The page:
2. I have only two index funds in my Roth IRA. My goal is for this bucket to be the only one that contains shares of Vanguard Extended Market Index Fund. (This is currently true.) It also currently contains the overflow allocation for International stocks, which helps if I need to re-balance the Extended Market Index amount.
  3. My 401(k) bucket contains all of my fixed income allocation. It has no minimums on funds and it has three of the four funds that my implementation calls for (International stocks, S&P 500 Index, and fixed income), which makes it really good to use for re-balancing.

In bucket 1, Taxable, I know that 100% of my contributions are going to International.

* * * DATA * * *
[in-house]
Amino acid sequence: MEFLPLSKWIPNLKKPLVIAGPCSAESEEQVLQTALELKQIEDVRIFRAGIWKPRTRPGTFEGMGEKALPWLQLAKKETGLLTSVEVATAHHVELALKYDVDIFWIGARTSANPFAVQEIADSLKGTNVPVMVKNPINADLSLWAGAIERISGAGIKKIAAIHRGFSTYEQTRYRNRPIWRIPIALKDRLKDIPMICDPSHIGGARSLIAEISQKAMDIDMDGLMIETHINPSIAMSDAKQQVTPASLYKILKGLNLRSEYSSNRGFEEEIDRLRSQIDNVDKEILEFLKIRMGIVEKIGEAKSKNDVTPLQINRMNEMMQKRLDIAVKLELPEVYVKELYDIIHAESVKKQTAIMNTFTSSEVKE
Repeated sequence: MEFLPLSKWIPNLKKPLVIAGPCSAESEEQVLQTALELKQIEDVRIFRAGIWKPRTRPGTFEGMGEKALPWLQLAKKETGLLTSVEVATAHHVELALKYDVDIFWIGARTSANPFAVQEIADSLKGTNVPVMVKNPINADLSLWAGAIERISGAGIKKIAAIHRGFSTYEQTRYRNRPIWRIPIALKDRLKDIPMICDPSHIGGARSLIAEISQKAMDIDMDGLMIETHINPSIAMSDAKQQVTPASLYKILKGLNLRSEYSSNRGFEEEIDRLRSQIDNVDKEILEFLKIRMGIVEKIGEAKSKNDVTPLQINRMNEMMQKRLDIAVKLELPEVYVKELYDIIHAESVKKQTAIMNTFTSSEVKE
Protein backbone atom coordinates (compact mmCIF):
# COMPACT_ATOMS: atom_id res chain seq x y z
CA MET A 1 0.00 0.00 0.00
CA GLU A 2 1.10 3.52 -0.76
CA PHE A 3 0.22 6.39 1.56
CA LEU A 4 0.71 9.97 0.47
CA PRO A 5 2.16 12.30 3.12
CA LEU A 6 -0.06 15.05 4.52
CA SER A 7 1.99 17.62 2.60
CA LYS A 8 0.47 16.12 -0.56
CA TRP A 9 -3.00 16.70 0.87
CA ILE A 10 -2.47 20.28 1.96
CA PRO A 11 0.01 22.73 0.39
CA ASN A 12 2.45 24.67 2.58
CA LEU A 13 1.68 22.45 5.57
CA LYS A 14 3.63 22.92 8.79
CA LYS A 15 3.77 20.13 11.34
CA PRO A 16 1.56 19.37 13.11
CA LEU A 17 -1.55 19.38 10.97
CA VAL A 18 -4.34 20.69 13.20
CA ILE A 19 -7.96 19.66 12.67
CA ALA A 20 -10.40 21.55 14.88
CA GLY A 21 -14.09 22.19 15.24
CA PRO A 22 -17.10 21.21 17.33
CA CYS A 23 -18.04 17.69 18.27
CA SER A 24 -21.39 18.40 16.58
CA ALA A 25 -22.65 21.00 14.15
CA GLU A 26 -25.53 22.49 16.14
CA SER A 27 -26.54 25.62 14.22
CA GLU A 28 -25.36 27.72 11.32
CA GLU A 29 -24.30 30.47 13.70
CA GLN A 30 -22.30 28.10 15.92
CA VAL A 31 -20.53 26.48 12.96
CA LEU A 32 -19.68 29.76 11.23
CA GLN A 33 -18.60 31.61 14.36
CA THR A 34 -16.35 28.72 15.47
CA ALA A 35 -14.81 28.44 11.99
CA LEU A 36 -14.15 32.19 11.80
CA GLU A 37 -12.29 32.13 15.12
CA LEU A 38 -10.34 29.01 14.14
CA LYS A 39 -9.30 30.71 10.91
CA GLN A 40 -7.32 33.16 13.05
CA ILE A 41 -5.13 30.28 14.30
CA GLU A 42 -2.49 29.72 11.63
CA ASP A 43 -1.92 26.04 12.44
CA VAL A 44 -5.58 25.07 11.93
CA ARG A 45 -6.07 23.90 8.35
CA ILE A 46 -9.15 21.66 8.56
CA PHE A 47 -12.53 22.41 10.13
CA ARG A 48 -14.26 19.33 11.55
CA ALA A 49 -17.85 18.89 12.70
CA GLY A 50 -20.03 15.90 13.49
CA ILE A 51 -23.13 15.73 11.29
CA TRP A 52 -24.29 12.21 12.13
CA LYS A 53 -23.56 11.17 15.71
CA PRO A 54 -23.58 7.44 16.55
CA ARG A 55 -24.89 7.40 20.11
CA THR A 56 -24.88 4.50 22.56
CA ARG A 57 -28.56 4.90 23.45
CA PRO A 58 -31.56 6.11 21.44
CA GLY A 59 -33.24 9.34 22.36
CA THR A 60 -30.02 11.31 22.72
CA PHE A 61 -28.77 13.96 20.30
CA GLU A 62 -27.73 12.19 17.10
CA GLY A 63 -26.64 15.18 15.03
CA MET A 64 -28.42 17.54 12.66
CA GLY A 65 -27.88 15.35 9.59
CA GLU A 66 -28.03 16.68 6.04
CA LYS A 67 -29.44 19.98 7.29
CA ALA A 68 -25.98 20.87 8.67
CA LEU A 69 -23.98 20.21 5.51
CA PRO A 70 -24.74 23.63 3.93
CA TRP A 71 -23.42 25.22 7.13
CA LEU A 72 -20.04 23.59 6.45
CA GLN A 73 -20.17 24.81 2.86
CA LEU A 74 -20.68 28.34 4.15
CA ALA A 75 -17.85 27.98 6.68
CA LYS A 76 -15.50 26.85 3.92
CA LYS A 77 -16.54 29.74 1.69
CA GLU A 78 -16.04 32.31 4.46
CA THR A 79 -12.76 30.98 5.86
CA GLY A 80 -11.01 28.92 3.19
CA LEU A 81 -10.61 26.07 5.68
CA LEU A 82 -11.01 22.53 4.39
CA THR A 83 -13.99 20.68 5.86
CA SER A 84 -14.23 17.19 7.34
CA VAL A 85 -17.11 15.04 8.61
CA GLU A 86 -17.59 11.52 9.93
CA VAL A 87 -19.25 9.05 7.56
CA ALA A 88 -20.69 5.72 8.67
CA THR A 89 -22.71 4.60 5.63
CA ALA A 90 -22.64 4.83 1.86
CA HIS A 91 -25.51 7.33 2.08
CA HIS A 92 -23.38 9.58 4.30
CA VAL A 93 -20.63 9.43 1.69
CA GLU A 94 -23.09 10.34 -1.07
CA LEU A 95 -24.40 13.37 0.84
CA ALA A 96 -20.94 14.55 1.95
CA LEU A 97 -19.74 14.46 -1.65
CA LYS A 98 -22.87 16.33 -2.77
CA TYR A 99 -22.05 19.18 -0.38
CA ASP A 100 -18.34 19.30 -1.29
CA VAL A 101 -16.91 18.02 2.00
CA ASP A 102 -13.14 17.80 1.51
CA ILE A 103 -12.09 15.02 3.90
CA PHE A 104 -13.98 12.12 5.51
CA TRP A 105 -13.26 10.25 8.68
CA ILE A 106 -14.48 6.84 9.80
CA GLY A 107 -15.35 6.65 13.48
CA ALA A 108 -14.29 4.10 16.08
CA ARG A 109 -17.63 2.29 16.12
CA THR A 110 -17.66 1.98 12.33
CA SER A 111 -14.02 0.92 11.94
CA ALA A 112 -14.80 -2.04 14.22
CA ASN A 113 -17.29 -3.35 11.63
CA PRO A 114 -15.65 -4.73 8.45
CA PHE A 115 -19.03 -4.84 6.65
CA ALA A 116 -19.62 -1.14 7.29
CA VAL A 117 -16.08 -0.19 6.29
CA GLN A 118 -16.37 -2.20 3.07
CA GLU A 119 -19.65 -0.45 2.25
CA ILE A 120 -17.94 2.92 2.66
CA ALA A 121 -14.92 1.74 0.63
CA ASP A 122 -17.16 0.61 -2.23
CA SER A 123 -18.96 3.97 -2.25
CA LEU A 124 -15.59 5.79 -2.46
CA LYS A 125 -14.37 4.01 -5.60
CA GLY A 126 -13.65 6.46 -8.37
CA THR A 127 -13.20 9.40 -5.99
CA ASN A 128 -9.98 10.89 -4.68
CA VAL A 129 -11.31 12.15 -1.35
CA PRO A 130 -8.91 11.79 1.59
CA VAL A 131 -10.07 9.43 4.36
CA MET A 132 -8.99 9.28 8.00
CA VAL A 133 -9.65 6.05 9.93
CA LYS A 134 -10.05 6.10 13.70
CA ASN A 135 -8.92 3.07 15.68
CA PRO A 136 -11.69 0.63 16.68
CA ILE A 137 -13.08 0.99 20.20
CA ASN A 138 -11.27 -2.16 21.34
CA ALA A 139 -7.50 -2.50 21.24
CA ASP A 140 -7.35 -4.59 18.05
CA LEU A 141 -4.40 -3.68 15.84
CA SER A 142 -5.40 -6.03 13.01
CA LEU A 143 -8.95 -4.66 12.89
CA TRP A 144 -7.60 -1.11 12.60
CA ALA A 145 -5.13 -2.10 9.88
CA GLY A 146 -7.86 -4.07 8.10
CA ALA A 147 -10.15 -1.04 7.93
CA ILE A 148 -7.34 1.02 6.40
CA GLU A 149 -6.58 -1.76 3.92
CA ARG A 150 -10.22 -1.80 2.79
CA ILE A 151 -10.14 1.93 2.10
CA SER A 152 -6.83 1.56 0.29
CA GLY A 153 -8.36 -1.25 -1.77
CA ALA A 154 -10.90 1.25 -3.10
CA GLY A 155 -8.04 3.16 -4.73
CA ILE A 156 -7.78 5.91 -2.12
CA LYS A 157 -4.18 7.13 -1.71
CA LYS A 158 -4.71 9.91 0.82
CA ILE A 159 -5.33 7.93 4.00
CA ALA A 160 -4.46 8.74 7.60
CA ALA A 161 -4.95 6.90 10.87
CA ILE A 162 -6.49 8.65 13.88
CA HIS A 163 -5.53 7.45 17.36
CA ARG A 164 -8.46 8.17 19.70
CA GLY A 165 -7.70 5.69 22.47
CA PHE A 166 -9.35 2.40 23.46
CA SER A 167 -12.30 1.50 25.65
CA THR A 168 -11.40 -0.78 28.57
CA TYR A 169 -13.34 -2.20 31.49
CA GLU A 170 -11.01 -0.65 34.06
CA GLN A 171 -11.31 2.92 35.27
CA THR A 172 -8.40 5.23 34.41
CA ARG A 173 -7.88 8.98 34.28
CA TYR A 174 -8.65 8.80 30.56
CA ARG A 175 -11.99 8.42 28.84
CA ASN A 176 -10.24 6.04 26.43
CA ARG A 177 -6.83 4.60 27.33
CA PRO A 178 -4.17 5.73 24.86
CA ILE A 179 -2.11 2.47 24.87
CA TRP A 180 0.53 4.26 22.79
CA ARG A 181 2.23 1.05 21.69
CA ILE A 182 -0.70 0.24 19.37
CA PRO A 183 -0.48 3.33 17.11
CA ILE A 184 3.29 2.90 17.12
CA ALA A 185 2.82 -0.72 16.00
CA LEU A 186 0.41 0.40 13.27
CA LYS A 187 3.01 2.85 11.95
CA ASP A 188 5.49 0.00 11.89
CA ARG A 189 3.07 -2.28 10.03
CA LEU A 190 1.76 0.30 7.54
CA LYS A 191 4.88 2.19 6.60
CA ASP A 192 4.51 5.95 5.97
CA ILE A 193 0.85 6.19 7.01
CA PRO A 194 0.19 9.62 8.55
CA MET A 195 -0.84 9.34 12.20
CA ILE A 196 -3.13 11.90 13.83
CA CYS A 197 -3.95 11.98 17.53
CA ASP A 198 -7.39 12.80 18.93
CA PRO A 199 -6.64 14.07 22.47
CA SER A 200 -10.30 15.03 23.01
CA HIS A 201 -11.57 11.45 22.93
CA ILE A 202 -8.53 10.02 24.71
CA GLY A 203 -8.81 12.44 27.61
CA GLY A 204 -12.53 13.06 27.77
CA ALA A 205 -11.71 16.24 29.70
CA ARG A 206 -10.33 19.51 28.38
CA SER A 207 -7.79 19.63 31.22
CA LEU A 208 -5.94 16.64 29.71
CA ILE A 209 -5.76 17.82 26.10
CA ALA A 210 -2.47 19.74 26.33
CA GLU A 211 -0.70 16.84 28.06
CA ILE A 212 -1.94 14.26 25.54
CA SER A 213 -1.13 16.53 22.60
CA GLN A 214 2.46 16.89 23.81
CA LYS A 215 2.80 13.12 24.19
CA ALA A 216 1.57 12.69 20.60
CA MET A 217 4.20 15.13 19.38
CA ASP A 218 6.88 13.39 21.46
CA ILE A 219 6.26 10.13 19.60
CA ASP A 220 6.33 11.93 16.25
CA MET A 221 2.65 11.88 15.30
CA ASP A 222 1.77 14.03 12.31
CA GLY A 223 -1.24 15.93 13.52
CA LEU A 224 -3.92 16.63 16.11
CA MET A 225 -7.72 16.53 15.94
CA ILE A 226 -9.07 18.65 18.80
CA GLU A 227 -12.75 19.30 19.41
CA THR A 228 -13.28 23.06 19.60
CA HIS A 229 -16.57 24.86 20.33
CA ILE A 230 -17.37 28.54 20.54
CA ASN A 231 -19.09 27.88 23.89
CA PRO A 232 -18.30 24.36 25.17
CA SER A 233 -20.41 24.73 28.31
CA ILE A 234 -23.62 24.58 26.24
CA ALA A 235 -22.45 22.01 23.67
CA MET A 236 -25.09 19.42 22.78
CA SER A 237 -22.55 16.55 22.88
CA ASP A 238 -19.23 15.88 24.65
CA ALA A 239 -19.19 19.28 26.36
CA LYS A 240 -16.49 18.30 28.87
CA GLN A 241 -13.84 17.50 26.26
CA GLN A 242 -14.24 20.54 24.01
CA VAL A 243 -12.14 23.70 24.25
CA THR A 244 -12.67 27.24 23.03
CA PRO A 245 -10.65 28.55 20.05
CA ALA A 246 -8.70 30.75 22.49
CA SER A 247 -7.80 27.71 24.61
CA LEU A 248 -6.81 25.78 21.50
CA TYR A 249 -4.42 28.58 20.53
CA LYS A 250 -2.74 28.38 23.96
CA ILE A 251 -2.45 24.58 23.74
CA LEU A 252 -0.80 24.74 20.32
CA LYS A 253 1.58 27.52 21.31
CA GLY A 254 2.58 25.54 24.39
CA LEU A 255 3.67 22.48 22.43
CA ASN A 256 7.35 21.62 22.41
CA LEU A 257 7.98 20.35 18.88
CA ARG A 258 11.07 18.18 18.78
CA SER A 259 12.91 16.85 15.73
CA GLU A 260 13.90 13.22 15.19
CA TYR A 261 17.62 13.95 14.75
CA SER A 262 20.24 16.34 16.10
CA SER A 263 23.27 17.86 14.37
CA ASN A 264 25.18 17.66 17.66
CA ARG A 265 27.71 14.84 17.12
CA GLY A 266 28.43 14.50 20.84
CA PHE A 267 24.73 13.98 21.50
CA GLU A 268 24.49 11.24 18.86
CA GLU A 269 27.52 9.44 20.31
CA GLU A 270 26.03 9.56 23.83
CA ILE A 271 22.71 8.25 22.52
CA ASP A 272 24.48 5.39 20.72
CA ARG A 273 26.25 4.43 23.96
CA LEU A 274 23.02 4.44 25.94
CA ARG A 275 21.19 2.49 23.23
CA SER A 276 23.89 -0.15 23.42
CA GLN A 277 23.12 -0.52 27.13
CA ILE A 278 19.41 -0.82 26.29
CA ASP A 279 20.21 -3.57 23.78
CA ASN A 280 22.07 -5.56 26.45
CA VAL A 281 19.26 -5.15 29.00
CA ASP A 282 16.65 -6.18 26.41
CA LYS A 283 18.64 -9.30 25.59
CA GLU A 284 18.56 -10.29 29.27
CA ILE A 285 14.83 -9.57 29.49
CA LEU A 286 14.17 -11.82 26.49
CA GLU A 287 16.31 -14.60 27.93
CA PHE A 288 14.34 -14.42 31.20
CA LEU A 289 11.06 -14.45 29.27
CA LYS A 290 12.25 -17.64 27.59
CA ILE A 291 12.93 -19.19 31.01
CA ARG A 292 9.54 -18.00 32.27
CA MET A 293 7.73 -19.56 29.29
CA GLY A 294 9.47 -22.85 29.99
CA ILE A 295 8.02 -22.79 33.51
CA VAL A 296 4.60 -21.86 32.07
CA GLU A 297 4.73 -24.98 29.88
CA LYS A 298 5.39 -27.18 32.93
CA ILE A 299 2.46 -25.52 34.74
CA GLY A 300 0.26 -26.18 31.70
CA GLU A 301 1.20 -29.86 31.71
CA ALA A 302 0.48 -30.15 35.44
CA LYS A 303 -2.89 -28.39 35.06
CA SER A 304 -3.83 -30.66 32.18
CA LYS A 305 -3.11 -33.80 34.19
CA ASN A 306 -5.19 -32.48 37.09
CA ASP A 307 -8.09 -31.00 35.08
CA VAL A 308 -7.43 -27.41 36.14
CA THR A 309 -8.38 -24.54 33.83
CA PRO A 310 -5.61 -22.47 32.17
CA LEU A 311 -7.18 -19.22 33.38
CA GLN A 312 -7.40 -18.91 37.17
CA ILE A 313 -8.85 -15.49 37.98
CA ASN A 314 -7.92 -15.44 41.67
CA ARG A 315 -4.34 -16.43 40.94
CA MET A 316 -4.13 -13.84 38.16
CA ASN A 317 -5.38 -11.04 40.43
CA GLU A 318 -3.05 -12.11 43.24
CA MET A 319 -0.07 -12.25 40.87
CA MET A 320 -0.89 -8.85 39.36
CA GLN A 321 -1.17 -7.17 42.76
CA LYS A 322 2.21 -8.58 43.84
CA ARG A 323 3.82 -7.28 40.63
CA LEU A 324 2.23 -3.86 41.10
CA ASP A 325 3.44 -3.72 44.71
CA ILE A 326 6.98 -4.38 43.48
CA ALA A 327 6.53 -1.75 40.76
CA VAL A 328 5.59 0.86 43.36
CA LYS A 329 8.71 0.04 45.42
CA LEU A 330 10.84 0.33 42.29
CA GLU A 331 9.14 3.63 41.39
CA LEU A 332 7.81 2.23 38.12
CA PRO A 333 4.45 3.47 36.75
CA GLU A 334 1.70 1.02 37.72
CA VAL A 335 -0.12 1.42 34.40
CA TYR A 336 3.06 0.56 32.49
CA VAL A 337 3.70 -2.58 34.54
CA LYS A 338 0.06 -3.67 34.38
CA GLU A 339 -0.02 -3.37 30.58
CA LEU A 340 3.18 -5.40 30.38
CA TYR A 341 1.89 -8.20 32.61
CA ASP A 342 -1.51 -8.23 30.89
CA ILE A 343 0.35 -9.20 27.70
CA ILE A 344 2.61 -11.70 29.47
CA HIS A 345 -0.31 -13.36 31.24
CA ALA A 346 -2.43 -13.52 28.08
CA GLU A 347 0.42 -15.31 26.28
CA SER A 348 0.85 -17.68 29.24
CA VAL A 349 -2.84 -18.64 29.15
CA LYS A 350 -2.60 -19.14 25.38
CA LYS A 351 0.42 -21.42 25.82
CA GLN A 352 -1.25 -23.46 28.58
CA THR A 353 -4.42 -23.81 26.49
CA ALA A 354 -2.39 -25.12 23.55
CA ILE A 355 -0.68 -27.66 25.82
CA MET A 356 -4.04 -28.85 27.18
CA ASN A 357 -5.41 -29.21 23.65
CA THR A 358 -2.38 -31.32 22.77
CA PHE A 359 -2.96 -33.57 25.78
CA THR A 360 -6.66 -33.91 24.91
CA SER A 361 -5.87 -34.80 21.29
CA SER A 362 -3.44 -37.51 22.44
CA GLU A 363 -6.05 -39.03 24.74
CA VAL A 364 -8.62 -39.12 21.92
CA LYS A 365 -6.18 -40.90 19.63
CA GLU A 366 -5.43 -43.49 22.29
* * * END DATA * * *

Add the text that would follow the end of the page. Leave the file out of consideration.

In bucket 2, Roth IRA, I know that my contributions are going to be split between two funds and I’ll figure out the exact split at the time that I make the contribution.

In bucket 3, 401(k), I know that I need to contribute all of my fixed income allocation for the year and most likely everything else will go to the S&P 500 Index since there is so much International everywhere else.

I definitely feel like by keeping it simple, I’m much less likely to try and tinker with my portfolio. I determine the allocation splits for the year by plugging some numbers into a spreadsheet, set it for the year, and then forget about it.



Roth IRA’ing for 2012

I’ve spent a lot of time thinking about how I will make my Roth IRA contribution for 2012.